This year the Fourth of July, a holiday where people normally gather and celebrate our nation's Independence Day, is going to be a very different holiday due to the coronavirus.
Post-Traumatic Stress Disorder (PTSD) can happen to anyone who experiences a life-threatening event not just someone coming home from combat.
But for veterans living with PTSD, it is estimated over 500,000 U.S. troops live with it.
There are subcategories within PTSD, and one is hypervigilance.
This occurs when loud noises happen around the person, more specifically, it can happen when fireworks are shot off.
As independence comes and goes every year, this is a tough time.
"It is not only the loud sounds but also the surprise," said Cheryl Bay a Clinical Social Worker at OKC's VA hospital.
The surprise element of 4th of July happens when unexpected fireworks go off, or a flash of light goes through the sky.
"Some folks will use headphones, some earplugs to muffle the noise. So, it is not as intense," said Bay.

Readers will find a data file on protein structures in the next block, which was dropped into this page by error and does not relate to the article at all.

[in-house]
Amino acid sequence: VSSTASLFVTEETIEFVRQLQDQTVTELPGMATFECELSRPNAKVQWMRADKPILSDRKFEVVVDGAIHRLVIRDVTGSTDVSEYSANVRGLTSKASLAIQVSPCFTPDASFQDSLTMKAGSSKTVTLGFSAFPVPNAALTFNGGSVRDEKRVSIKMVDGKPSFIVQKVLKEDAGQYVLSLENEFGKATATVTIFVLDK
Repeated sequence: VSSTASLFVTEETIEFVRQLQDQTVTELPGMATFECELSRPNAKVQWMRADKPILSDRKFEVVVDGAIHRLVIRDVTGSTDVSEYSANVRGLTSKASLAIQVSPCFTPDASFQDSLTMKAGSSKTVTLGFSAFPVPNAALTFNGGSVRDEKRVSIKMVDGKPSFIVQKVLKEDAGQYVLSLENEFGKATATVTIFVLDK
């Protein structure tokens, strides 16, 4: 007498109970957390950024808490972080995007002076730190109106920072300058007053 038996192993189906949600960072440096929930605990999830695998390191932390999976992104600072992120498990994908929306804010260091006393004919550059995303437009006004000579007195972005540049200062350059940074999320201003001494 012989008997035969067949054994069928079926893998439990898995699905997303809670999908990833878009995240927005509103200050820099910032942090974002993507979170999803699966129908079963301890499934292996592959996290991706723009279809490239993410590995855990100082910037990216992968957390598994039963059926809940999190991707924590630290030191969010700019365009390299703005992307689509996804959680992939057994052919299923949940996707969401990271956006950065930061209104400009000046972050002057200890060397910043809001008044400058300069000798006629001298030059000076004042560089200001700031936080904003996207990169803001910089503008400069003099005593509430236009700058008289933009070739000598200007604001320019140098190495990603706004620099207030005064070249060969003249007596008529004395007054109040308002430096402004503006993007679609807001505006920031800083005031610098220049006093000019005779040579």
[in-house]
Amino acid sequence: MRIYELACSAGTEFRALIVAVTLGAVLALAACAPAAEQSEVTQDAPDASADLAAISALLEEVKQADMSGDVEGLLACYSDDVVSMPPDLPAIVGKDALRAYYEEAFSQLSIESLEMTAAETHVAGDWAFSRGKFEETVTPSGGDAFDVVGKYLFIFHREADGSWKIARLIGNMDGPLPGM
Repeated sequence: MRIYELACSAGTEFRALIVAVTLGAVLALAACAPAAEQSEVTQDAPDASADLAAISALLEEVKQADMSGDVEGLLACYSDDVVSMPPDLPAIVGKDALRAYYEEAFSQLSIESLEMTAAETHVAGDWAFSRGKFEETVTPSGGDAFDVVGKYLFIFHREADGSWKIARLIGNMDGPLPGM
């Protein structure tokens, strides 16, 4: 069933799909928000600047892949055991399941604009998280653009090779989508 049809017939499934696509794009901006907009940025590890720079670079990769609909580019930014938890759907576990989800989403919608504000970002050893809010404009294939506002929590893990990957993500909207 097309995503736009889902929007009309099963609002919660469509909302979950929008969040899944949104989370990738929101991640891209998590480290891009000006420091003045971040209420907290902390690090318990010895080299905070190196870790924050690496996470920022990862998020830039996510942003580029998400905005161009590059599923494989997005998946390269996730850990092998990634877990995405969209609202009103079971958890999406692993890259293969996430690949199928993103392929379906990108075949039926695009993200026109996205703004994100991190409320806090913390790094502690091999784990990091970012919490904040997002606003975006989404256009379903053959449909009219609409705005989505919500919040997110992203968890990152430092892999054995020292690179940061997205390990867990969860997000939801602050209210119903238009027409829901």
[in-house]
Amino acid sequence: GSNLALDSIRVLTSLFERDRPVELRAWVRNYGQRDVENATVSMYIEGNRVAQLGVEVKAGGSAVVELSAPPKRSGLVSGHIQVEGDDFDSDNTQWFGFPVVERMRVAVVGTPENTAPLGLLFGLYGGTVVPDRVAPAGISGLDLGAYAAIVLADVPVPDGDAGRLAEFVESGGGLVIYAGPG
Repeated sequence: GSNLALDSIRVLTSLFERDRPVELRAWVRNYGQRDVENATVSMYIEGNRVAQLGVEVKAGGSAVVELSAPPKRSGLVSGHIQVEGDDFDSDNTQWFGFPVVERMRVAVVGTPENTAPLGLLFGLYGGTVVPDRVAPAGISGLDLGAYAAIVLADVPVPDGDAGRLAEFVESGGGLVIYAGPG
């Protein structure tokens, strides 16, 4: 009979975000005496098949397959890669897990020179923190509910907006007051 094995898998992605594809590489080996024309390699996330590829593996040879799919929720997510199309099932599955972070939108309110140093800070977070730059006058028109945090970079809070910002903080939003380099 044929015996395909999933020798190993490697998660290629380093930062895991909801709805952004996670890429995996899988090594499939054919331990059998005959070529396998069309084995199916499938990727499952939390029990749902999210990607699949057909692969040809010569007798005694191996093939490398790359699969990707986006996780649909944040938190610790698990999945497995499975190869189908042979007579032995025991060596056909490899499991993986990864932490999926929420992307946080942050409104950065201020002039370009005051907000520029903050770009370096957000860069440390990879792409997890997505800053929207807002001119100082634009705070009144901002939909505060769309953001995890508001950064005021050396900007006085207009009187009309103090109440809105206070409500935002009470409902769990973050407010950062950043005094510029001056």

This year is going to look different due to their being no public fireworks in Oklahoma City, meaning fewer surprise elements.
"There tends to be very strong emotions that go with that a lot of guilt, a lot of shame, loss, and grief," said Deborah Larson-Stoa, a Clinical Psychologist at OKC's VA Hospital.
This is a process it takes time, plans, and works to get through Independence Day. So, while it might seem easier this year, emotions are still heightened within veterans.
"How do we honor?" asked Bay.
This remains the question throughout treatment processes. So as 4th of July celebrations might be different, the message is still the same.